(Karlsruher Institut für Technologie (KIT) ) From cell to module without loss of efficiency: Researchers at Karlsruhe Institute of Technology (KIT) have managed to produce perovskite solar modules with minimum scaling loss. For this purpose, they combined laser-based series interconnections with vacuum processing of all layers of the solar cell. They achieved an 18 percent efficiency on an area of four square centimeters - a world record for vacuum-processed perovskite solar modules.
(Karlsruher Institut für Technologie (KIT) ) High-temperature technologies enable electrothermal storage systems for large amounts of energy from renewable sources. Karlsruhe Institute of Technology (KIT), the German Aerospace Center (DLR), and the industry partner KSB have now launched the LIMELISA project to develop the necessary basis. Research is funded with EUR 3.8 million by the Federal Ministry for Economic Affairs and Energy.
(Karlsruher Institut für Technologie (KIT) ) Tungsten has the highest melting point of all metals, 3,422 degrees Celsius. This makes the material ideal for use at high temperatures in e.g. space rocket nozzles, heating elements of high-temperature furnaces, or the fusion reactor. However, the metal is highly brittle and, hence, difficult to process. Researchers of Karlsruhe Institute of Technology (KIT) have developed an innovative approach to making this brittle material soft. To process tungsten, they have determined new process parameters for electron beam melting.
(Karlsruher Institut für Technologie (KIT) ) Boundary conditions of shopping, such as shipping costs or travel time, are of central importance for individual store choices. Assessment of purchasing security, environmental protection aspects, and work conditions also come into play when deciding between online and local. This is found by a microeconometrical, representative study at Karlsruhe Institute of Technology (KIT) funded by the German Research Foundation. Some of its results are now reported in Papers in Applied Geography and Raumforschung und Raumordnung.
(Karlsruher Institut für Technologie (KIT) ) Low-temperature heat in the form of waste heat from industry or geothermal power plants offers big potential for sustainable and need-tailored power supply. The Modular Low-temperature Cycle Karlsruhe (MoNiKa), the only research facility of this kind in Europe, has now started operation at Karlsruhe Institute of Technology (KIT). Work is aimed at enhancing efficiency and environmental compatibility of the conversion of excessive heat into electric power by means of the organic Rankine cycle (ORC).
(Karlsruher Institut für Technologie (KIT) ) Light can be used to operate quantum information processing systems, e.g. quantum computers, quickly and efficiently. Researchers at Karlsruhe Institute of Technology (KIT) and Chimie ParisTech/CNRS have now significantly advanced the development of molecule-based materials suitable for use as light-addressable fundamental quantum units. As they report in the journal Nature Communications, they have demonstrated for the first time the possibility of addressing nuclear spin levels of a molecular complex of europium(III) rare-earth ions with light.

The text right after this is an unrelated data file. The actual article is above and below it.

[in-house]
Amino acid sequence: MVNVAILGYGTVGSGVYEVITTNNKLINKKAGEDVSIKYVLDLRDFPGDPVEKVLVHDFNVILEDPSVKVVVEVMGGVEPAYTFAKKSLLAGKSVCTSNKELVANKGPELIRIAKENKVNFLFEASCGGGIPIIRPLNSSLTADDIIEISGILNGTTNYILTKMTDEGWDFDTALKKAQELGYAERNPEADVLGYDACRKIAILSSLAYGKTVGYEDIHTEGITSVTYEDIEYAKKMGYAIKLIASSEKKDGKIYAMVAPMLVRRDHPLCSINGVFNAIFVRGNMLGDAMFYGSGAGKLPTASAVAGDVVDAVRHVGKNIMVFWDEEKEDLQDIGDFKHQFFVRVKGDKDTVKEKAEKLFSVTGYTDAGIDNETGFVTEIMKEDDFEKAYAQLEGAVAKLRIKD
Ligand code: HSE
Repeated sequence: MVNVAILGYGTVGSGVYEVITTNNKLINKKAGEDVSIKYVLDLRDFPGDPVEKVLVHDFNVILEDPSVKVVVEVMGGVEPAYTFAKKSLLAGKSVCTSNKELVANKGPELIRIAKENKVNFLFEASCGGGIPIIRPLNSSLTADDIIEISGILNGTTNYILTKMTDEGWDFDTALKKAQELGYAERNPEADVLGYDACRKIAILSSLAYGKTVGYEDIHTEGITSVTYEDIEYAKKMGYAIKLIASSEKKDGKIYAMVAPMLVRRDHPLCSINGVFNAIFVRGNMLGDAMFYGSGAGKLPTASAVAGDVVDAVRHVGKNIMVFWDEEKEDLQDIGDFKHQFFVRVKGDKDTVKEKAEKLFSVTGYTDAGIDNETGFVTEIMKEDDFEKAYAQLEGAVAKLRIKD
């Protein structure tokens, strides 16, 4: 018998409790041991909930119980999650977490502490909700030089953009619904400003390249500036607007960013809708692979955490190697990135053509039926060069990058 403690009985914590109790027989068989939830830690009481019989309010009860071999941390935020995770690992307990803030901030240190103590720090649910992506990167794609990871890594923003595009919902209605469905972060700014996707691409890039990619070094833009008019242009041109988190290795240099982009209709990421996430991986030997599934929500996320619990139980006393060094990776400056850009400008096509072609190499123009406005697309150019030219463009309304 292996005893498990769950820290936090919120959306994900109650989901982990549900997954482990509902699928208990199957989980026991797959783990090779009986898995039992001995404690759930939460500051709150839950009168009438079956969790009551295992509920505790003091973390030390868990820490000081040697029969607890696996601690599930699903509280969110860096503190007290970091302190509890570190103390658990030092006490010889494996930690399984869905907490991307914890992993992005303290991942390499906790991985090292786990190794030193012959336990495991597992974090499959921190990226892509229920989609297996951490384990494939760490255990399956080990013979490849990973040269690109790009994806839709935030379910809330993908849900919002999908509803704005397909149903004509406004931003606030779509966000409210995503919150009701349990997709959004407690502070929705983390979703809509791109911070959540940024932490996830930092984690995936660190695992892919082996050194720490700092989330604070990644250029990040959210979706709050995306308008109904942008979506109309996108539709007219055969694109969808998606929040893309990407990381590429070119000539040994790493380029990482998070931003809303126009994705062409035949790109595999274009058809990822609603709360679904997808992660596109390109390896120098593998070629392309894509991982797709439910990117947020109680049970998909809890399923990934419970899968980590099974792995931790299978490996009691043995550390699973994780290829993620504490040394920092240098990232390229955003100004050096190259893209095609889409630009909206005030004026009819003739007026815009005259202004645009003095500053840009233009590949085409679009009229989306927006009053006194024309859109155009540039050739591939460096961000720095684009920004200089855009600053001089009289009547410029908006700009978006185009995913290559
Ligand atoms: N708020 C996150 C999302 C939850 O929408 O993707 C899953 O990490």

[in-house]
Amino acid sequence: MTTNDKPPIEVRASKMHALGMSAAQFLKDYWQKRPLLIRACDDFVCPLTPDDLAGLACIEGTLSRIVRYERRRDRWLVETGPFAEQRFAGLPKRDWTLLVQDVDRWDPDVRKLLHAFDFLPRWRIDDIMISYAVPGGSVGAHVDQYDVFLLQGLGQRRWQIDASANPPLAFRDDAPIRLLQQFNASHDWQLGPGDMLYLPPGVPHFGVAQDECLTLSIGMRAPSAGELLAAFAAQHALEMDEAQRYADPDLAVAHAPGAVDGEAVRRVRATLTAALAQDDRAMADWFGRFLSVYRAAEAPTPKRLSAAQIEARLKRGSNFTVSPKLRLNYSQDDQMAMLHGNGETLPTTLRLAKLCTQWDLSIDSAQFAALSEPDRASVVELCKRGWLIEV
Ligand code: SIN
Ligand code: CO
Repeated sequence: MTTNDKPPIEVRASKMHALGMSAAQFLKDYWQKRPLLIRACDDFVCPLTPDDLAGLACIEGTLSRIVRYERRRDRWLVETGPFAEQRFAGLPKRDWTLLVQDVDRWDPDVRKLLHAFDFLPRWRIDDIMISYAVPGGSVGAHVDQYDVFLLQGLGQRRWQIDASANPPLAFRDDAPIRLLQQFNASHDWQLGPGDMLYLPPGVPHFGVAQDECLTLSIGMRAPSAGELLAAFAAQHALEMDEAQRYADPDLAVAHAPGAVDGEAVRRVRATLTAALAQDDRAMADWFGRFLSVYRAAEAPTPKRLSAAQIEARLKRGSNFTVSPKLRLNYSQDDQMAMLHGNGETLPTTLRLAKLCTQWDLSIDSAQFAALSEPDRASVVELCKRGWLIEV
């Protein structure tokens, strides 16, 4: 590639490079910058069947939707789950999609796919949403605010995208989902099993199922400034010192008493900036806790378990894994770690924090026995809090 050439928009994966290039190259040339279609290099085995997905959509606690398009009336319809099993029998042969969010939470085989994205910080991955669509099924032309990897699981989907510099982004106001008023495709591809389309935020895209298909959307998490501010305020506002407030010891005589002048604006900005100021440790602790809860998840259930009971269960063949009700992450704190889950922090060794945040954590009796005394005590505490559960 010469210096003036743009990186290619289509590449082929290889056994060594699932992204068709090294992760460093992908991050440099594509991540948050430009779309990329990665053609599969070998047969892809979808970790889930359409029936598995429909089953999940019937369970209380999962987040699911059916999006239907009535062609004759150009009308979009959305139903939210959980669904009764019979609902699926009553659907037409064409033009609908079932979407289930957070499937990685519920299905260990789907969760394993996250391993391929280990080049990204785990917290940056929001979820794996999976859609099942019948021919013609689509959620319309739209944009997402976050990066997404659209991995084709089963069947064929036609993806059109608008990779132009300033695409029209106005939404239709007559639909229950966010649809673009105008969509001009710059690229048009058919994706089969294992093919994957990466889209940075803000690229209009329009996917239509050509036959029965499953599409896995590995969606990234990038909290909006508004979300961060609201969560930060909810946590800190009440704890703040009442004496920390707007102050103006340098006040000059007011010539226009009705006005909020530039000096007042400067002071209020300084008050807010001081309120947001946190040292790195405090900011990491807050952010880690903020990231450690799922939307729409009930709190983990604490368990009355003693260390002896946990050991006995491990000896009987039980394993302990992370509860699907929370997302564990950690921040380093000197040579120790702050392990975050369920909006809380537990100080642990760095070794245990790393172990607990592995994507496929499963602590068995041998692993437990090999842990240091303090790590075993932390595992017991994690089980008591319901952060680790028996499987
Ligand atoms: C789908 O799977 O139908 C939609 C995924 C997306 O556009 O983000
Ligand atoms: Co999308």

(Karlsruher Institut für Technologie (KIT) ) The high-tech company Phytonics, a spinoff from the Karlsruhe Institute of Technology (KIT), gets inspired by plants: The Phytonics film with micro- and nanostructures modeled on rose petals provides an anti-reflective coating for all kinds of surfaces, makes solar modules up to ten percent more efficient, and gives many objects a noble velvety appearance. At the Hannover Messe 2021 from April 12 to 16, the innovation will be showcased at KIT's virtual booth "Future Hub."
(Karlsruher Institut für Technologie (KIT) ) A plant-inspired anti-reflective film, a flexible production system for individualized products, a digital assembly assistant, the world's smallest transistor, and climate-neutral synthetic fuels. Karlsruhe Institute of Technology (KIT) will present these and other research and innovation topics at the Hannover Messe 2021. At the digital event from April 12 to 16, KIT will showcase selected highlights at the virtual booths "Future Hub" and "Energy Solutions". Live stream with short presentations on April 13 and 14.
(Karlsruher Institut für Technologie (KIT) ) So far lithium-ion battery cells, for e.g. electric mobility, have been produced in standardized formats and rigid systems. Scientists of Karlsruhe Institute of Technology (KIT) are now developing an agile production system for flexible battery cell production in terms of format, material, and quantity. AgiloBat2 started in 2021 and is funded by the Federal Ministry of Education and Research (BMBF) with a total of EUR 14.5 million.
(Karlsruher Institut für Technologie (KIT) ) Drought, heat, and pest infestation: Climate change is threatening forests in Germany and represents a big challenge in forest management. A joint project of Karlsruhe Institute of Technology (KIT) and EDI GmbH, a spinoff of KIT, now provides support. Together with partners in the forestry sector, they are developing the EDE 4.0 assistance system. Based on artificial intelligence (AI), it helps foresters preserve and sustainably manage forests.